2010/5/17 David A. Black <dblack / rubypal.com>:
> Hi --
>
> On Fri, 14 May 2010, Vikrant Chaudhary wrote:
>
>> Hi,
>> If I do -
>>
>> ('A'..'Z').include?('AA')
>>
>> It returns "true", while
>>
>> ('A'..'Z').to_a.include?('AA')
>>
>> (of course) returns "false". Is it intentional or possibly a bug?
>> I'm using ruby 1.8.7 (2010-01-10 patchlevel 249) [x86_64-linux] on
>> Ubuntu 10.04 x64
>
> As per the other answers, it's because ('A'..'Z').to_a is an array of
> discrete values, whereas ('A'..'Z') is a range with a start and end.
> I'll just add that in Ruby 1.9, things have changed so that include?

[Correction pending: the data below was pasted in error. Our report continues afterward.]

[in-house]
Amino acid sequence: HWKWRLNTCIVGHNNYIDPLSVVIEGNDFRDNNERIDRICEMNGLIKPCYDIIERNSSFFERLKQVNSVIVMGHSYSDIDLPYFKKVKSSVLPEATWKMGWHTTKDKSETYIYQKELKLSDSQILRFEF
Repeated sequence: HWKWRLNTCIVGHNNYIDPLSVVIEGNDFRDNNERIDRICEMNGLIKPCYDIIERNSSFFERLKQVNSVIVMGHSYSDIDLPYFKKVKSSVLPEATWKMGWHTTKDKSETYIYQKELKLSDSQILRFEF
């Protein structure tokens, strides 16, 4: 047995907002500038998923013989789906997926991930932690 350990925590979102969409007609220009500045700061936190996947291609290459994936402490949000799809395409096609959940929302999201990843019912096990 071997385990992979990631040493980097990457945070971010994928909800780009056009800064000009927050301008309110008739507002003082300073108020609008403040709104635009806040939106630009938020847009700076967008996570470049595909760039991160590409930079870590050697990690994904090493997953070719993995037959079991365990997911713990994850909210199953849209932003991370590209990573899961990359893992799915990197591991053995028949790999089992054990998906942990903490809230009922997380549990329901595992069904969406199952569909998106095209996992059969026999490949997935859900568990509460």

> on a range is, I think, the same as .to_a.include? and the behavior of
> the old include? is found in Range#cover?
>
> $ ruby191 -e 'p(("A".."Z").include?("AA"))'
> false
> $ ruby191 -e 'p(("A".."Z").cover?("AA"))'
> true
>
> include? is also available under the name member?, which I think is a
> little clearer (both because include? used to mean something else, and
> because being a "member" of a range doesn't really make sense so it
> almost has to mean something other than just being within the range).

Throwing just my cent in here: I believe the solution in 1.9.* is
better because here behavior of #include? is consistent with other
collection types: e.include?(x) == true <=> e.any? {|y| x == y} in
other words, #include? is true only if the element is also seen during
iteration.

Kind regards

robert

-- 
remember.guy do |as, often| as.you_can - without end
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